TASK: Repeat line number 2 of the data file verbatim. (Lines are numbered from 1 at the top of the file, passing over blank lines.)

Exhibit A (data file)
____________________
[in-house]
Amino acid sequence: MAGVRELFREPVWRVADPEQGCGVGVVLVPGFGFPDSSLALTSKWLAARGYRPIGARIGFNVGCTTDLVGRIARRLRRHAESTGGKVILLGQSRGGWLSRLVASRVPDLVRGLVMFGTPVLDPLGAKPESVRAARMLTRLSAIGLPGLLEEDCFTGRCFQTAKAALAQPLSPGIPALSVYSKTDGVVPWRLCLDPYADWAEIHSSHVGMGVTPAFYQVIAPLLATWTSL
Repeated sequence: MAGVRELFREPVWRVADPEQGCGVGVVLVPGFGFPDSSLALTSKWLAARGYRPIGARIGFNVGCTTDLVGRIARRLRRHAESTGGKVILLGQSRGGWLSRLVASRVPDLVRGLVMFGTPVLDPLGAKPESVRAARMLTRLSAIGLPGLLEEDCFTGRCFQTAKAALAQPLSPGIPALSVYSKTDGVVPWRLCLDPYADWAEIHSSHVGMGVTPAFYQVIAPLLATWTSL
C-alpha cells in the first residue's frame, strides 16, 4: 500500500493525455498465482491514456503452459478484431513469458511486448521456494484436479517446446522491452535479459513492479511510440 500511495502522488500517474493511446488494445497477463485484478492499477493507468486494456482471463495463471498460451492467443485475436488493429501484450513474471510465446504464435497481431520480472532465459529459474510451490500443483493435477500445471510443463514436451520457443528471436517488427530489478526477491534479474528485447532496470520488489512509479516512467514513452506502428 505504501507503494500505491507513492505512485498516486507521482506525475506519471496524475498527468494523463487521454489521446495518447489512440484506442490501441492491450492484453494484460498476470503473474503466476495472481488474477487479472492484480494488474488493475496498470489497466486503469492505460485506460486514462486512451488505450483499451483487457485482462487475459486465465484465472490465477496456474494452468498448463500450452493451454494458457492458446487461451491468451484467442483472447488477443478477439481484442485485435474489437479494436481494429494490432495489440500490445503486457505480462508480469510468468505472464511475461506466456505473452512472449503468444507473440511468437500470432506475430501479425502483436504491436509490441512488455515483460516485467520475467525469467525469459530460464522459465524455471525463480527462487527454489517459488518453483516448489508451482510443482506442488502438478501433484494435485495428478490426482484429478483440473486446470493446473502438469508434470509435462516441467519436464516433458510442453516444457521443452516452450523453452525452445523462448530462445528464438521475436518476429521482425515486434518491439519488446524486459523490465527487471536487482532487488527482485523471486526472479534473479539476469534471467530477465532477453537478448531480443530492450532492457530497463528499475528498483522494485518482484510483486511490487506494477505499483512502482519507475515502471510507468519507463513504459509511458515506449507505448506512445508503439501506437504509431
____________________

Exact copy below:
Amino acid sequence: MAGVRELFREPVWRVADPEQGCGVGVVLVPGFGFPDSSLALTSKWLAARGYRPIGARIGFNVGCTTDLVGRIARRLRRHAESTGGKVILLGQSRGGWLSRLVASRVPDLVRGLVMFGTPVLDPLGAKPESVRAARMLTRLSAIGLPGLLEEDCFTGRCFQTAKAALAQPLSPGIPALSVYSKTDGVVPWRLCLDPYADWAEIHSSHVGMGVTPAFYQVIAPLLATWTSL